The main goals of the project
The purpose of the Overview and the Guide is to develop the Guide for public authorities and municipal institutions (the ‘institutions’), and economic entities for the correct assessment and application of national and European Union (the ‘EU’) legislation on the classification of waste in order to ensure proper and efficient identification and classification of hazardous waste leading to safe and efficient collection and management of hazardous waste.
The Guide has been prepared subject to the conclusions of the Overview, good practices in hazardous waste identification, and the analysis of the current situation and experience in identifying and classifying waste in Lithuania and abroad.
The Guide was designed to be clearly understandable and easy to use. Schemes for the classification and identification of waste have been developed for decision-making in response to yes/no questions. This principle and schematically presented algorithms are expected to facilitate the application of the Guide. A separate Annex to the Guide has been added for the identification and classification of hazardous waste produced by households, which provides guidance not only on the classification and identification of waste but also on where the hazardous waste produced by households is to be disposed of. The classification and identification of other waste (not produced by households) is carried out in three stages: Stage I is intended to assess whether the waste is to be identified as hazardous (or non-hazardous) merely by the applicable waste code and without any further action, or whether an additional assessment is to be carried out in accordance with the steps described in Stages II and/or Stage III of the Guide.
Scope of the survey
Overview. When drafting the Overview following the objectives of the TS, the representative survey questionnaires were prepared, and the following respondents were surveyed:
- 30 active business entities generating hazardous waste from their activities, 30 active business entities engaged in the collection and transport of hazardous waste, and 20 active business entities engaged in the hazardous waste treatment;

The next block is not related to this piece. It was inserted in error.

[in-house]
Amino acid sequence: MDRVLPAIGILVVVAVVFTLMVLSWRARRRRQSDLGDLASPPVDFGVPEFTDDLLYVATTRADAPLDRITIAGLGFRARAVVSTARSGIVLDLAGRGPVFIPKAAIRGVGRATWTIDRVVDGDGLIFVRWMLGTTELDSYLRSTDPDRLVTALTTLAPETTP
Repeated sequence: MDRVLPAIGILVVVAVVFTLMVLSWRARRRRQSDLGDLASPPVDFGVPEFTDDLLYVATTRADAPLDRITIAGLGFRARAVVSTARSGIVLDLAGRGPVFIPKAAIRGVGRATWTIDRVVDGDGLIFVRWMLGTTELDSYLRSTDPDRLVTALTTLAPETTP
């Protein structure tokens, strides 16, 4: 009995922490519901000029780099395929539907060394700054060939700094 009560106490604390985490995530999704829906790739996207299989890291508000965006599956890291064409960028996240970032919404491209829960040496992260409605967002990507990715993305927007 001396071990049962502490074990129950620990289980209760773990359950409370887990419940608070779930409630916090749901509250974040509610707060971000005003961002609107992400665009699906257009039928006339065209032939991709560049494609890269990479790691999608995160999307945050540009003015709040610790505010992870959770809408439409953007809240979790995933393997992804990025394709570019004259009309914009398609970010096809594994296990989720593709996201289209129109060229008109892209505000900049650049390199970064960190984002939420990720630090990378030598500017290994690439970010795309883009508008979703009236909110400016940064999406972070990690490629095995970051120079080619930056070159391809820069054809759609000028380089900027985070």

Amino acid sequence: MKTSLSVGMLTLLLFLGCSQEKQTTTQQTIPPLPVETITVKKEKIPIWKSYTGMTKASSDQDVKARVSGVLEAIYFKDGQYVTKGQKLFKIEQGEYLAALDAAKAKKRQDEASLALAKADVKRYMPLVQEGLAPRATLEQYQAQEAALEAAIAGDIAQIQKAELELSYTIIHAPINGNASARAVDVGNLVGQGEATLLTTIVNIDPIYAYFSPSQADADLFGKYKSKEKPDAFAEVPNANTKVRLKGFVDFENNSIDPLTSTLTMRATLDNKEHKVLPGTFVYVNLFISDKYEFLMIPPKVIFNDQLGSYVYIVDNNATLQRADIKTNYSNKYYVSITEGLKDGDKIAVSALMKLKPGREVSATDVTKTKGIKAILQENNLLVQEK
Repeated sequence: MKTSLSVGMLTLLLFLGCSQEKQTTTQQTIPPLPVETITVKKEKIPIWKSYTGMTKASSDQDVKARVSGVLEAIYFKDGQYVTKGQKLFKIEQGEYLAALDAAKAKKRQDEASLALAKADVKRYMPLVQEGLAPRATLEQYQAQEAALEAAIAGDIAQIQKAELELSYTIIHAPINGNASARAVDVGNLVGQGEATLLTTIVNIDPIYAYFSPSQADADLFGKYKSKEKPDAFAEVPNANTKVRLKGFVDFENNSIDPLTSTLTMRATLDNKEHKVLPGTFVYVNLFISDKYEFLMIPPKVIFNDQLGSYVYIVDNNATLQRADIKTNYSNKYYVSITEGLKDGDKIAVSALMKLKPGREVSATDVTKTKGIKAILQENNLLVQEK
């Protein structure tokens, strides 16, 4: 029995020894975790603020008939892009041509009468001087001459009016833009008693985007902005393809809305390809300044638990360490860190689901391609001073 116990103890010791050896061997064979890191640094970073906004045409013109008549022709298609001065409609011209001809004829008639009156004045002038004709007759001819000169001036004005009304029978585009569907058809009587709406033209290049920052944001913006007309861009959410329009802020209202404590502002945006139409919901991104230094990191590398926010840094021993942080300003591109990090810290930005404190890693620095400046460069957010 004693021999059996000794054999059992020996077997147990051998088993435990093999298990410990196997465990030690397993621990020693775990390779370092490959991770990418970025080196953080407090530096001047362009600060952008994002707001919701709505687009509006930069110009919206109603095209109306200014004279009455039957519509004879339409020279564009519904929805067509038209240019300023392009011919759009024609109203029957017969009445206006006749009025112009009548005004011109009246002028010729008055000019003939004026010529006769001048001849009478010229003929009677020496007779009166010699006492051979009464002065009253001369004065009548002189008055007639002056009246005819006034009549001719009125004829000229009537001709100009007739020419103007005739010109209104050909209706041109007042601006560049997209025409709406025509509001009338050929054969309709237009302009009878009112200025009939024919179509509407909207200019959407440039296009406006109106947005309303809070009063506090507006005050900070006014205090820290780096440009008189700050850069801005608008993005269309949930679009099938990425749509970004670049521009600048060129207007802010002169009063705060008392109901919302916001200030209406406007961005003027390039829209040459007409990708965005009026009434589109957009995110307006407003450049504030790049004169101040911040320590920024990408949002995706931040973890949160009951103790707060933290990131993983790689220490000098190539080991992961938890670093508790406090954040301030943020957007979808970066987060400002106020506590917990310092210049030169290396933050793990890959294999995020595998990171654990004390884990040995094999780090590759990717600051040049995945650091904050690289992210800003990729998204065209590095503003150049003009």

- two NGOs active in the field of environmental protection, and three licensed organisations of manufacturers and importers active in packaging waste management;
- 13 representatives of municipal administrations and RWMCs responsible for organising the collection of hazardous waste from residents;
- seven public and private scientific and research institutions generating hazardous waste from their activities or holding competence related to the identification of hazardous waste;
- seven laboratories capable of analysing the chemical composition of waste;
- the Environmental Protection Department (EPD), the Environmental Protection Agency (EPA), and three further public authorities (the State Plant Service (SPS), the National Public Health Centre (NPHC), the Customs Department (CD)) dealing with issues related to waste identification;
- 1,000 Lithuanian residents.
To identify issues and provide generalised recommendations, three round table discussions were arranged during the drafting stage of the Overview, involving a wide range of stakeholders:
- the discussion with representatives of public institutions (the Ministry of Environment (ME), EPA, EPD, NPHC, CD, the Ministry of Agriculture (MoA));
- the discussion on the identification and classification of empty packaging of chemical substances or substance-containing mixtures generated in domestic or non-domestic environments, involving the representatives of organisations of packaging manufacturers and importers, the Association of Municipalities of Lithuania and individual municipalities, Regional Waste Management Centres (RWMCs), the Lithuanian Plant Protection Association (LPPA), public institutions, waste producers and waste managers;
- a public discussion with representatives of all stakeholders.
The survey results and the conclusions and insights obtained during the round table discussions are presented in the Overview.
The analysis of the Legal context of the identification and classification of hazardous waste (Chapter 2.1 of the Overview) has shown that all provisions of the Waste Framework Directive1 relating to the identification and classification of hazardous waste had been transposed into the national legal framework of Lithuania. However, in Lithuania, no authority is assigned functions related to the identification and classification of hazardous waste, which includes the provision of methodological support to economic entities. Nor is there a clear procedure for verifying that the waste has been correctly identified.